A Foreclosure Tsunami Part 2
Posted by CM on September 22, 2009
Excerpts from Diane E. Thompson’s written testimony to the U.S. Senate, Click here for full testimony
Servicer and Investor Relationship
- Investors lose 10 times more on foreclosures than they do on modifications.
- Servicers, not investors, make the decision to modify a loan.
- Servicers are automated pass-through accounting entities, whose mechanical actions are performed offshore or by personified computer systems.
- Servicers’ entire business model relies on making money by skimming profits from what they are collecting.
- Performing modifications would cost servicers upfront money in fixed overhead costs, including staffing and physical infrastructure.
- Modification services are NOT compensated by the loan owner and the investor is paid first.
- The servicers’ costs in a foreclosure ARE compensated and the servicer is paid before the investor.
- Servicers have no motivation to change their ways, they have a successful business model, and weak oversight and incentives. To see changes in behavior, servicers need to be fined for not making loan modifications.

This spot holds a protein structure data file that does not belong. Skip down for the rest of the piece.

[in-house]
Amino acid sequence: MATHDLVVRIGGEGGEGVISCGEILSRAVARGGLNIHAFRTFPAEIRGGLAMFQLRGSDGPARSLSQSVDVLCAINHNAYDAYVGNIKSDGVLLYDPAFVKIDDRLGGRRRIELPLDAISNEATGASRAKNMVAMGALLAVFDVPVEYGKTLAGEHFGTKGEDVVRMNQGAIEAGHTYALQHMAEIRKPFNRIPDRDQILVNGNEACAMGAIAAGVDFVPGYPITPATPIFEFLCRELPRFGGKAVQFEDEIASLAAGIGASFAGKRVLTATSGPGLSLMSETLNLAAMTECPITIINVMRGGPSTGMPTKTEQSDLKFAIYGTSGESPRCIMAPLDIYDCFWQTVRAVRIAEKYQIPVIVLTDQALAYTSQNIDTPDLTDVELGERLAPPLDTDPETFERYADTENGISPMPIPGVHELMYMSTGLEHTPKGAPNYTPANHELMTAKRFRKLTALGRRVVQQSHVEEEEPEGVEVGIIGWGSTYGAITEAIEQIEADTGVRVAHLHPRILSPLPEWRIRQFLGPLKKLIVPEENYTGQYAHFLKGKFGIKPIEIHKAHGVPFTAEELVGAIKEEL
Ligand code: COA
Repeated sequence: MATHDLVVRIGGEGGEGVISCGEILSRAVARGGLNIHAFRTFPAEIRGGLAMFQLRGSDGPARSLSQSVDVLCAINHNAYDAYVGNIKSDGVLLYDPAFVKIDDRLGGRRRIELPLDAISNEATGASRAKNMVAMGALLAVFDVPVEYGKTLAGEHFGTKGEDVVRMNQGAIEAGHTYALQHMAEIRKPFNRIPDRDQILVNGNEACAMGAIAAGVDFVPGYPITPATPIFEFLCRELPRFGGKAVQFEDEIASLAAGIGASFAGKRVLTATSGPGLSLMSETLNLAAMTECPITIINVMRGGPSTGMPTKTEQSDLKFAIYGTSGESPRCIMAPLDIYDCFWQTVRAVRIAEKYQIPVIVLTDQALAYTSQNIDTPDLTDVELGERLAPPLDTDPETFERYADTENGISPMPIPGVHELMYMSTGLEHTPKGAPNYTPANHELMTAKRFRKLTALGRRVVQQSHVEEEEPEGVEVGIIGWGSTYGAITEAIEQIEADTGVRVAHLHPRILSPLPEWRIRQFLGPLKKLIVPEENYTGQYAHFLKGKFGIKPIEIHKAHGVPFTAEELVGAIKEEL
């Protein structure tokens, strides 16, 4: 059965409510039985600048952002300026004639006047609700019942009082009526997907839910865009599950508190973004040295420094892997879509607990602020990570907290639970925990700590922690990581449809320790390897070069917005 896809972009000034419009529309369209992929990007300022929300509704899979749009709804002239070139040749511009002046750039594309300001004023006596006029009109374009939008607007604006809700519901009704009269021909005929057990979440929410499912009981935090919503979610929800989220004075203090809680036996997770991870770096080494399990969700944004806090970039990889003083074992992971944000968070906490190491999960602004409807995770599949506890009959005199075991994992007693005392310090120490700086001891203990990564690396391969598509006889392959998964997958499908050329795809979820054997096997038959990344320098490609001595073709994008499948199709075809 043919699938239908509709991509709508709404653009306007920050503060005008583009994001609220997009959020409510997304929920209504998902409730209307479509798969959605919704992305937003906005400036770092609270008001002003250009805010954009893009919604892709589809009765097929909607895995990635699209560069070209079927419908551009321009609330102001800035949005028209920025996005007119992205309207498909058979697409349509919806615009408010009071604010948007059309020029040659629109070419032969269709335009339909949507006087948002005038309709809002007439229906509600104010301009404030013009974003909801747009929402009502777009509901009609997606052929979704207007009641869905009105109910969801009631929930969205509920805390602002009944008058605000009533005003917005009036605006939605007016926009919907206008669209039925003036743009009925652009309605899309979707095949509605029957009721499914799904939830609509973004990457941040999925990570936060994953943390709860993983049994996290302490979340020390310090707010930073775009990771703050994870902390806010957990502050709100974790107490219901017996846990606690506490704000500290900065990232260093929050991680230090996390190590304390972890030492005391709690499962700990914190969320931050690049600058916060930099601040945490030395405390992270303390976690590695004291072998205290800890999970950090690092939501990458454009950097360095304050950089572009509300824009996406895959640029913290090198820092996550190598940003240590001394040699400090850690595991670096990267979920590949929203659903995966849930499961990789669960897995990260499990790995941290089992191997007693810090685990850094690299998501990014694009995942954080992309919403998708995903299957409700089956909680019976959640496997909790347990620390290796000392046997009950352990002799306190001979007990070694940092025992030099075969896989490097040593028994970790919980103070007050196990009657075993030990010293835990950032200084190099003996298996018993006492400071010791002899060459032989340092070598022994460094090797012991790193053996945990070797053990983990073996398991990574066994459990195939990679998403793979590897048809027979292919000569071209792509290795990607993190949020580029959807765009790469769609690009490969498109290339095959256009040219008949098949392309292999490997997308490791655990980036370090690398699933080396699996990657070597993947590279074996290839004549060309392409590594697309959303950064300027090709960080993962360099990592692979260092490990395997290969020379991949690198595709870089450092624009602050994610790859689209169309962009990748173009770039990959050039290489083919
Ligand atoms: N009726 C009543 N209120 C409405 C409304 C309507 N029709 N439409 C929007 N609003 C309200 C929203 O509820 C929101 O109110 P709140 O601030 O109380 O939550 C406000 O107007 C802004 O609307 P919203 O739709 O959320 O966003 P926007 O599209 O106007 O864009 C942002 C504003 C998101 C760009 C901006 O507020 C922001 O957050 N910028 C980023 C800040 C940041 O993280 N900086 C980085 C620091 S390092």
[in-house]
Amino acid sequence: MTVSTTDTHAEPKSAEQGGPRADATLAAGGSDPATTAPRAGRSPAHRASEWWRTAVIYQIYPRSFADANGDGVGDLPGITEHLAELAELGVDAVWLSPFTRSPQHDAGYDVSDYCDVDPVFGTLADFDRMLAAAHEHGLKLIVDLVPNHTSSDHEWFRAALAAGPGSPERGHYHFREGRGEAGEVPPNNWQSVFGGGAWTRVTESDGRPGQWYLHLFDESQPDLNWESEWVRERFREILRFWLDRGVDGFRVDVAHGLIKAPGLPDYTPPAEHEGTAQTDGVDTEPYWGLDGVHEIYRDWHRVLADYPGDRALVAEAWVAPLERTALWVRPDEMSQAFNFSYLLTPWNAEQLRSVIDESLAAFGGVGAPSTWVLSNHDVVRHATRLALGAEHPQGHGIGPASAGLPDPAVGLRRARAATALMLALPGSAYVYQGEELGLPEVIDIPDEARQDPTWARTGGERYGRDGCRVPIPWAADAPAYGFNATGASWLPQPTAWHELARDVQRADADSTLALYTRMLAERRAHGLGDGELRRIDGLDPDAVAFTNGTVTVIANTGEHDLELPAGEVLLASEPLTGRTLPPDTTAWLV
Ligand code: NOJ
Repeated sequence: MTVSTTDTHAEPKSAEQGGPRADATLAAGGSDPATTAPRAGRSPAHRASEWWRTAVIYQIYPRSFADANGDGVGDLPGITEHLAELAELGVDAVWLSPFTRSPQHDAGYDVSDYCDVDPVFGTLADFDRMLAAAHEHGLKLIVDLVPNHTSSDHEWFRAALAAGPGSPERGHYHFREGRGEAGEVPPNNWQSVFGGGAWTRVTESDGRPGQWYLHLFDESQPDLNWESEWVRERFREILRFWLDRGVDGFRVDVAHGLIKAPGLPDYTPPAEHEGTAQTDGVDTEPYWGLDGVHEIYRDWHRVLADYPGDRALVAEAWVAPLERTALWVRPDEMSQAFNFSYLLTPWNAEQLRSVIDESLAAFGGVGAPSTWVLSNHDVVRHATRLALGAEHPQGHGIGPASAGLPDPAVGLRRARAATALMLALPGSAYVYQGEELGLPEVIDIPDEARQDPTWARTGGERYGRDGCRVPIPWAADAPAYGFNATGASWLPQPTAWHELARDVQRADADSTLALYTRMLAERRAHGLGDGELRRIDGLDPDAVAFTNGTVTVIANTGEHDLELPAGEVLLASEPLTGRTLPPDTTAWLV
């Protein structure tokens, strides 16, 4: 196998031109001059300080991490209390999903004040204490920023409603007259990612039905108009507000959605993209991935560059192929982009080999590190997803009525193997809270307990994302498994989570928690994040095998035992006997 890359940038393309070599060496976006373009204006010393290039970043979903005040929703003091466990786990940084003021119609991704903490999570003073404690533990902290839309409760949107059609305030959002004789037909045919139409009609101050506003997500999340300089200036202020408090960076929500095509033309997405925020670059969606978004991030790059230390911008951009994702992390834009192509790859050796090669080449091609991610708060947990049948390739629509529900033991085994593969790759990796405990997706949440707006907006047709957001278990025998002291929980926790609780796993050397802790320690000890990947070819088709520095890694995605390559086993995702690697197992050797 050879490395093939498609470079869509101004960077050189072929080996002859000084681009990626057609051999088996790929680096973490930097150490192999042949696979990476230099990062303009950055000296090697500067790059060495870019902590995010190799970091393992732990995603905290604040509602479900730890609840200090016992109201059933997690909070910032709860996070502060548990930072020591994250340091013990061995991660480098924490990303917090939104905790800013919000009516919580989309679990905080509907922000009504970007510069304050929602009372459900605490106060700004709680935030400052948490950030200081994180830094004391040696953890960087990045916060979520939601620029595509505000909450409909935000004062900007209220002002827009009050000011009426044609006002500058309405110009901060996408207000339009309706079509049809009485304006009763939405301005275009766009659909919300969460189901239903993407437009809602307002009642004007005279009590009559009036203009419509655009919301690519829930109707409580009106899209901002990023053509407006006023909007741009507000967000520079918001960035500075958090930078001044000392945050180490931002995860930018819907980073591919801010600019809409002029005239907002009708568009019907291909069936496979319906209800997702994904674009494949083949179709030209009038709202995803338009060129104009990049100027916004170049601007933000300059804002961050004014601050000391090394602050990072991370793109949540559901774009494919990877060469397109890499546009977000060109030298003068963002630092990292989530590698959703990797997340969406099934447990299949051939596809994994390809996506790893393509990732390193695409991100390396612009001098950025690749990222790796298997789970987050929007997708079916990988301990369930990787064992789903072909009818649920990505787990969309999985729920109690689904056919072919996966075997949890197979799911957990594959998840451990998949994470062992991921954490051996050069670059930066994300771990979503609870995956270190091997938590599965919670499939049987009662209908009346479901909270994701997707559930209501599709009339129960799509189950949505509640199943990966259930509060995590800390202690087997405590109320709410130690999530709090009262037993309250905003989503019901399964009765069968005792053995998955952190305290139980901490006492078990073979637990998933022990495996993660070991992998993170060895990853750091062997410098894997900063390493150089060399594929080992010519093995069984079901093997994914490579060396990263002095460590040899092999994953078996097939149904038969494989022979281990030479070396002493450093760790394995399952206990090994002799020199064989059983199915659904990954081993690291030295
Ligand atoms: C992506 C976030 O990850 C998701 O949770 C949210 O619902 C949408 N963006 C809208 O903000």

- Homeowners have few market mechanisms to ensure that their needs are met from servicers.
- Servicers increase their net worth by gambling on market trends, not by providing top-notch customer service.
- Currently, investors recover more through refinancing than by modification.
- With an underwater home, investors lose 65% in a foreclosure.
- Investors will only lose 20% in a modification of an underwater home.
- INVESTORS ARE NO MORE POWERFUL THAN BORROWERS IN PROVIDING DIRECTIONS TO SERVICERS.
1. Preserving Homeownership: Progress Needed to Prevent Foreclosures. Written testimony of Diane E. Thompson, National Consumer Law Center and on behalf of National Association of Consumer Advocates. Before the United States Senate Committee on Banking, Housing, and Urban Affairs. 7/16/09.
2. National Consumer Law Center: www.consumerlaw.org
3. National Association of Consumer Advocates: www.naca.net
4. U.S. Senate Banking, Housing, and Urban Affairs Committee: http://banking.senate.gov/public
5. Making Home Affordable: www.makinghomeaffordable.gov